Rohan. I would say that the most accurate we could say is probably in the range of 400,000-600,000 people across Rohan.
In LotR we actually see surprisingly little of what appears to have constituted most of Gondor in terms of population, that is, the"populous southern fiefs" to the west of Minas Tirith. This is understandably unhelpful in terms of calculating population figures, but we do have some data to work on. The troops sent to reinforce Minas Tirith from the southern provinces numbered a little under 3,000 and apparently represented a tithe of the troops these provinces had available. That gives obviously a total figure of 30,000. To this we need to add the standing forces of Minas Tirith: the City Guard, the Rangers of Ithilien, the troops guarding the Pelennor wall and the troops at Cair Andros. These standing forces were substantial but not vast, probably numbering a further ten thousand, possibly more. It would also make sense to take into account a contingent for Gondor's Navy, of say 5,000, which still apparently existed in the period leading up to the War. If we take a total for Gondor's strength of 45,000 this would probably be close.
Gondor's armies would probably have constituted a smaller percentage of its population than in Rohan. Gondor is a more established, more 'civilised' society that Rohan, even at this late stage and hence, as in modern societies outside conscription, probably had a considerably lower proportion of troops to total population than Rohan. This would have varied considerably by area. Gondor's original population was concentrated on the Anduin valley, between Minas Arnor and Minas Ithil. Minas Tirith, originally Arnor, was itself originally founded to guard against attacks from Wild Men to the west! Long before the time of LotR, though, this situation had completely changed. Minas Ithil was taken, Osgiliath (once a great city) abandoned, and all Ithilien depopulated apart from the secretive Rangers and the majority of Gondor's population now lived to the west, shielded from Mordor by Minas Tirith and the standing forces who guarded the Anduin. Gondor's standing armed forces, of, we assume, around ten thousand men, would have been partially supported from Minas Tirith and Anorien and partly from taxes from the other provinces. The provincial levies would have been a slightly different story, being supported from their own territories and only called upon in time of general invasion or warfare.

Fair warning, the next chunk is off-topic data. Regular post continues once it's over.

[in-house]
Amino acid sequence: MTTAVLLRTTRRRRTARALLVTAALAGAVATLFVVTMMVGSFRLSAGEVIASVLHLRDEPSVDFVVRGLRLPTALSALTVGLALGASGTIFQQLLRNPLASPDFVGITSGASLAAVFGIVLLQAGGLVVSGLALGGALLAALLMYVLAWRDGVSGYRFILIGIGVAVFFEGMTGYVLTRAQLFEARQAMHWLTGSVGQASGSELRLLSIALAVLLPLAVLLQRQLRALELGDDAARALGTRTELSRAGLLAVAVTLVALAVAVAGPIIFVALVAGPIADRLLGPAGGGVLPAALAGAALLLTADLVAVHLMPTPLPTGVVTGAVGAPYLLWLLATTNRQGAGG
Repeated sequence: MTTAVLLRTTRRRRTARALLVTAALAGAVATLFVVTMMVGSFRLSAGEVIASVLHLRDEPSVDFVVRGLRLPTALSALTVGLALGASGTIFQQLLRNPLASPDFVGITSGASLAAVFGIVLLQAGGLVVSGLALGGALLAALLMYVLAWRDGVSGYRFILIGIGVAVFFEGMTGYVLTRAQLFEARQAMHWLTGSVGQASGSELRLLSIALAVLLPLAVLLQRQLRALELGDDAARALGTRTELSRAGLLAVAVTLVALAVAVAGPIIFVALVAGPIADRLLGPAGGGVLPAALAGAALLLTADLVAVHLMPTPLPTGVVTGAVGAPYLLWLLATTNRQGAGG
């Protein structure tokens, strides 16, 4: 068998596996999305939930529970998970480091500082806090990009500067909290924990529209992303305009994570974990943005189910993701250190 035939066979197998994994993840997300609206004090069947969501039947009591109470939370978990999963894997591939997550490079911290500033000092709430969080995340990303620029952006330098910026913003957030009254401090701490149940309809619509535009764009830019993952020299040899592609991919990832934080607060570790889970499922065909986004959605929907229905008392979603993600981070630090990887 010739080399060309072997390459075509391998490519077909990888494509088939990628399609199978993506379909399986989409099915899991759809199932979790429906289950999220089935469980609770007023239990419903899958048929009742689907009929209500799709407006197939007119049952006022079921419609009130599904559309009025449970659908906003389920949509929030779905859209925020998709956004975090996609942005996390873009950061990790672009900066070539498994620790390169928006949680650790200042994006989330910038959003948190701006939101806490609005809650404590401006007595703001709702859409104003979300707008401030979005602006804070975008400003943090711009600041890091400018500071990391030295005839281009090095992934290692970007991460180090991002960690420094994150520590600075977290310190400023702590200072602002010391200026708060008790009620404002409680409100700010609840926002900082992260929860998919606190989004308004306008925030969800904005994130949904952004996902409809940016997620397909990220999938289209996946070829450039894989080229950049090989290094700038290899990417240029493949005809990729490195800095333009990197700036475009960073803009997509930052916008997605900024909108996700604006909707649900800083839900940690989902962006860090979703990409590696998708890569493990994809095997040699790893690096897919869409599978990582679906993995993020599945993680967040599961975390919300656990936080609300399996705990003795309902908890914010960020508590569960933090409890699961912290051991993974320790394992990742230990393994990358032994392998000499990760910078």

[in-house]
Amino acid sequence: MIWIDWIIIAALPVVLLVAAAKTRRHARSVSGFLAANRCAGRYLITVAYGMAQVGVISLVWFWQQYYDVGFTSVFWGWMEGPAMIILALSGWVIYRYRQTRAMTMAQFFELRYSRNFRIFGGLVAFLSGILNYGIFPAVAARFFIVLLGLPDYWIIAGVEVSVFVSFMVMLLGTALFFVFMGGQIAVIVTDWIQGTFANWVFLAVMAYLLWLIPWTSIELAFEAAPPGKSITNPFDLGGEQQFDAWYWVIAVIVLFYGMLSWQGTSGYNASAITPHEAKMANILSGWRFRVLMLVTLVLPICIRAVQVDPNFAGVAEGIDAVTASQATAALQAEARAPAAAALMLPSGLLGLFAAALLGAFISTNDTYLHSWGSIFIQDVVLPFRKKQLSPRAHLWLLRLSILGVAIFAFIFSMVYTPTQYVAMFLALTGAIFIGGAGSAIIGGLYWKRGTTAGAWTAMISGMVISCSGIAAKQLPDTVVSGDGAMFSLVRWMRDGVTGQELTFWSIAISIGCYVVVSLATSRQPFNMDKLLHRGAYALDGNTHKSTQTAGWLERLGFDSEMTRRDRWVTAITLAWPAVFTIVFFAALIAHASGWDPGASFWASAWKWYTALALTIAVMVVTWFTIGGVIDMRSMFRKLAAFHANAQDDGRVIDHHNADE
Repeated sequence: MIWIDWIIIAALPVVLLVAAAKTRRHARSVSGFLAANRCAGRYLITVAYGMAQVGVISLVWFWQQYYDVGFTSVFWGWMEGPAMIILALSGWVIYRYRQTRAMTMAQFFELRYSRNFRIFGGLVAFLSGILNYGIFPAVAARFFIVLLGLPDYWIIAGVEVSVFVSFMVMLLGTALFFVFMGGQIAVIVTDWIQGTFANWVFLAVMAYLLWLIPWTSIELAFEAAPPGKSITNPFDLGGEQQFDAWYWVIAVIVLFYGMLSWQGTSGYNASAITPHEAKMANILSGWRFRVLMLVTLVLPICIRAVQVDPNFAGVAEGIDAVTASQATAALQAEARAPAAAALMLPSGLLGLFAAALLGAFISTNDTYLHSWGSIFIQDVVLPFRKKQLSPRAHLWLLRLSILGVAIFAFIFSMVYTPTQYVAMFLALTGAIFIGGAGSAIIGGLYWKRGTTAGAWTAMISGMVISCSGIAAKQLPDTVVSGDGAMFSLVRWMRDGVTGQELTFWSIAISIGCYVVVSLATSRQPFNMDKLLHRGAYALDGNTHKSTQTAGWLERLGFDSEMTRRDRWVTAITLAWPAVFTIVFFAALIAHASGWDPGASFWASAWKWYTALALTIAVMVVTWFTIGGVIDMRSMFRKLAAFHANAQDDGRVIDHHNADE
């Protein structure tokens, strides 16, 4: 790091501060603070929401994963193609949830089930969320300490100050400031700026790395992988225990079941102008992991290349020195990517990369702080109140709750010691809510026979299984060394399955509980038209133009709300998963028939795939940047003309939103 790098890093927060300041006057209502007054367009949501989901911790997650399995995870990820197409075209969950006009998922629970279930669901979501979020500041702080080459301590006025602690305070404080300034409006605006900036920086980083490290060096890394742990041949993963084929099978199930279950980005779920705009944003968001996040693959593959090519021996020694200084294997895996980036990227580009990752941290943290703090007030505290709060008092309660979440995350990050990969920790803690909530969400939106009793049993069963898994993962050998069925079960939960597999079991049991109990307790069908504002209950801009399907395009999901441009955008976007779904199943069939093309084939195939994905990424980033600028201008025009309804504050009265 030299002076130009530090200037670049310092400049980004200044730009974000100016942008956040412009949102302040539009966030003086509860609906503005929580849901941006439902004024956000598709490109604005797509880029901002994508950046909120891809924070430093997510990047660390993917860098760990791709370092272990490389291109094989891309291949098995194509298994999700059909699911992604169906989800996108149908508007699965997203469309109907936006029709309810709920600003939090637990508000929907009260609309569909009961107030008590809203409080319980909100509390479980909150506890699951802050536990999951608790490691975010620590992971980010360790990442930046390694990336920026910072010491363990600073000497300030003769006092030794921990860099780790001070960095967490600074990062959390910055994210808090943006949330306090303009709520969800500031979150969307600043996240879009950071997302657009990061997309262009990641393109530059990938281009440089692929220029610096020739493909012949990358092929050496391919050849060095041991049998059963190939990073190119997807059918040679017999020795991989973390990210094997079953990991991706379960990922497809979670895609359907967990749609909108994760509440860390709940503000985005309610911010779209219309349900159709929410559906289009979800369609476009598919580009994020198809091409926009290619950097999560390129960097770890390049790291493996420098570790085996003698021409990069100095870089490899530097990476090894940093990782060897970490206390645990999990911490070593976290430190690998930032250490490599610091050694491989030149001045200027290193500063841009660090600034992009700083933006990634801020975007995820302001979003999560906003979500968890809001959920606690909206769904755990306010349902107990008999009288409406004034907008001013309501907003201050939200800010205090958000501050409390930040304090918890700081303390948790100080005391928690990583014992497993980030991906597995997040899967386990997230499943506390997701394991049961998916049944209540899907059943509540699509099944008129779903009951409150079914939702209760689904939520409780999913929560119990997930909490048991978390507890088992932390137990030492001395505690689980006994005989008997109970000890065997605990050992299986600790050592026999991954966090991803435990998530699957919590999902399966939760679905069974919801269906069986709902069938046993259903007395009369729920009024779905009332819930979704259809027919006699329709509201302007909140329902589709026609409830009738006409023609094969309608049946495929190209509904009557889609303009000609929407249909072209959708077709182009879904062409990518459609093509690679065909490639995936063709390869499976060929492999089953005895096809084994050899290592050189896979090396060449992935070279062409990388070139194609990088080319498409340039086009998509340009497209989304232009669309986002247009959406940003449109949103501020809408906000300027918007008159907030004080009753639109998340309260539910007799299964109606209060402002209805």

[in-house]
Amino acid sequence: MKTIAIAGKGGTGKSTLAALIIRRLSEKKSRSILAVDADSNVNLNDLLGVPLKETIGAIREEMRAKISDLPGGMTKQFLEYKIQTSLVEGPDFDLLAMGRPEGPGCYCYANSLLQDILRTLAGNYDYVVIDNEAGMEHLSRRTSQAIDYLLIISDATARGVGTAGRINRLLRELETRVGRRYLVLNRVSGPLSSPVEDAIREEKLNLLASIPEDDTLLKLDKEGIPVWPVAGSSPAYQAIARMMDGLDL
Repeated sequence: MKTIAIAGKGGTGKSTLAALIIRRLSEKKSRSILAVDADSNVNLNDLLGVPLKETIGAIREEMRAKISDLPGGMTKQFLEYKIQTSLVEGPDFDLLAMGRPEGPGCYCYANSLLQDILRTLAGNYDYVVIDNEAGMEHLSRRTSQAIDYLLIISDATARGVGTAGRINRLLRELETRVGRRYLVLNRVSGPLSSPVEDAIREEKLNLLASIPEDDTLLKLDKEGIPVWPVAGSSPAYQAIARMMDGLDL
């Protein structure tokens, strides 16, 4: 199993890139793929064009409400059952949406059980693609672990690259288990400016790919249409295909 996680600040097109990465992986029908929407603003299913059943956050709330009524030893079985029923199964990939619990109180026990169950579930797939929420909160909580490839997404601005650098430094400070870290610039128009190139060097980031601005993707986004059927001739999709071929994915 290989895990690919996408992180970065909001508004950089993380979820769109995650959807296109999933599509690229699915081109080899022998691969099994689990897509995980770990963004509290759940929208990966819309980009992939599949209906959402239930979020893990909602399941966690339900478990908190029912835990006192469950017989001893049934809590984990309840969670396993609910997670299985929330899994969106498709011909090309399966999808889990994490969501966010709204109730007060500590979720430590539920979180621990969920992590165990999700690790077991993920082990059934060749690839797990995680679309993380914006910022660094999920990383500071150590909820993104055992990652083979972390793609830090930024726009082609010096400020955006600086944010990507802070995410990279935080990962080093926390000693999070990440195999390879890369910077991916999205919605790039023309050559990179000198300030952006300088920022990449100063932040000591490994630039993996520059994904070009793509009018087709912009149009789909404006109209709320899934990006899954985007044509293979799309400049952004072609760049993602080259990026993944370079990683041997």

In many ways Gondor mirrors the medieval Byzantine Empire, both consciously (Tolkien even referred to Minas Tirith as such) and unconsciously, in terms of relative geography, age, level of civilisation, political structure, level of technology etc . Minas Tirith and Osgiliath between them eve have great similarities to the ancient city of Constantinople. So, the Byzantine Empire is a good means of taking various parallels to Gondor. One would be the size of Minas Tirith. At its height Osgiliath would probably have had a population around 500,000 (equivalent to Constantinople at its height), but after long centuries of decline, plague and war by the time of LotR the population of Minas Tirith would quite probably have declined to around 50,000, with the entire Pelennor and near surroundings supporting perhaps 100,000. Taking into account that the city of evacuated of women and children prior to Sauron's attack, the actual population during the siege may have numbered no more than 30,000, which again would map with the population of Constantinople at its fall.
As for the population of Gondor in general, our first guess is that it would be presumably at least twice, if not three or four times that of the much smaller country of Rohan, so in the range of 1-2 million. Looking at the figures for the two types of troops we have for Rohan we can do similar calculations as we did for Rohan. The 30,000 provincial troops would represent perhaps 1/8 of the male population of fighting age, the 10,000 standing troops perhaps 1/14 of the supporting population. This gives the following calculations. 30,000 x 8 + 15,000 x 14 = 450,000 'adult' males, 450,000 x 2 = 900,000 adults and 900,000 x 4/3 = 1.2 million people. This figure probably broadly accurate, though it obviously varies considerably depending on what figures you think suitable for the multipliers. I think a figure of 1-2 million is probably as accurate as we can get.
A 3rd and final way of calculating this population involves utilising another parallel with Byzantium thanks to the work of a guy called W.Treadgold. Treadgold worked out that the total number of troops in the Byzantine Empire actually stayed a relatively constant proportion of the total population despite otherwise vast changes, advances, setbacks and the passing of Centuries. Between 300-1080 AD the size of the army was always between 1.5-2.5% of the total population. Utilising this gives us another estimate for Gondor's population of roughly 40,000/0.02 = 2 million or 1.6-2.6 million, agreeing with our range of 1-2 million.
That completes part 1. In the 2nd part I will look at the populations for the other settlements of the late 3rd Age including the Shire, Lindon, Rivendell, Lorien, Iron Hills, Mordor and more, and then attempting to give a final rough figure for the population of Middle Earth. I hope to see you there.